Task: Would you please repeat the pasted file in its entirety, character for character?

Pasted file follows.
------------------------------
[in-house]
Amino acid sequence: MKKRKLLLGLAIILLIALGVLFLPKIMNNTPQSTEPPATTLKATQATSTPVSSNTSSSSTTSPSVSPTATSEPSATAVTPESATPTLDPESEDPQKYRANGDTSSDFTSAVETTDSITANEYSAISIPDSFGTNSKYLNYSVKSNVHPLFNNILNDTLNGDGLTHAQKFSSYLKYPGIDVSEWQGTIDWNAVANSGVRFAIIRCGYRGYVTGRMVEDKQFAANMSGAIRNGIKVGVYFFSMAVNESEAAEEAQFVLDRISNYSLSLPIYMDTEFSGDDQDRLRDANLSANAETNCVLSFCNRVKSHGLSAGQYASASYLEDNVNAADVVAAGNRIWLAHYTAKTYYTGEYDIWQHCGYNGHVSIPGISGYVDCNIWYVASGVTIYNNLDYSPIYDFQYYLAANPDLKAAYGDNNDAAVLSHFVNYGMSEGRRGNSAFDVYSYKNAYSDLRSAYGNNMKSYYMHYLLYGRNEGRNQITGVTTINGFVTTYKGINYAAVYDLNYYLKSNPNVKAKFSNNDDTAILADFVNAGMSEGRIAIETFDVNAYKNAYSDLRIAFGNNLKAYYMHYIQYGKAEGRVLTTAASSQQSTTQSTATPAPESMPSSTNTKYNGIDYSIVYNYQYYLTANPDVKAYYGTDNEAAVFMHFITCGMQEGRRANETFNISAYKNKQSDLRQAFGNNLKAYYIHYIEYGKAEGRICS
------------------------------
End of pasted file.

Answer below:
[in-house]
Amino acid sequence: MKKRKLLLGLAIILLIALGVLFLPKIMNNTPQSTEPPATTLKATQATSTPVSSNTSSSSTTSPSVSPTATSEPSATAVTPESATPTLDPESEDPQKYRANGDTSSDFTSAVETTDSITANEYSAISIPDSFGTNSKYLNYSVKSNVHPLFNNILNDTLNGDGLTHAQKFSSYLKYPGIDVSEWQGTIDWNAVANSGVRFAIIRCGYRGYVTGRMVEDKQFAANMSGAIRNGIKVGVYFFSMAVNESEAAEEAQFVLDRISNYSLSLPIYMDTEFSGDDQDRLRDANLSANAETNCVLSFCNRVKSHGLSAGQYASASYLEDNVNAADVVAAGNRIWLAHYTAKTYYTGEYDIWQHCGYNGHVSIPGISGYVDCNIWYVASGVTIYNNLDYSPIYDFQYYLAANPDLKAAYGDNNDAAVLSHFVNYGMSEGRRGNSAFDVYSYKNAYSDLRSAYGNNMKSYYMHYLLYGRNEGRNQITGVTTINGFVTTYKGINYAAVYDLNYYLKSNPNVKAKFSNNDDTAILADFVNAGMSEGRIAIETFDVNAYKNAYSDLRIAFGNNLKAYYMHYIQYGKAEGRVLTTAASSQQSTTQSTATPAPESMPSSTNTKYNGIDYSIVYNYQYYLTANPDVKAYYGTDNEAAVFMHFITCGMQEGRRANETFNISAYKNKQSDLRQAFGNNLKAYYIHYIEYGKAEGRICS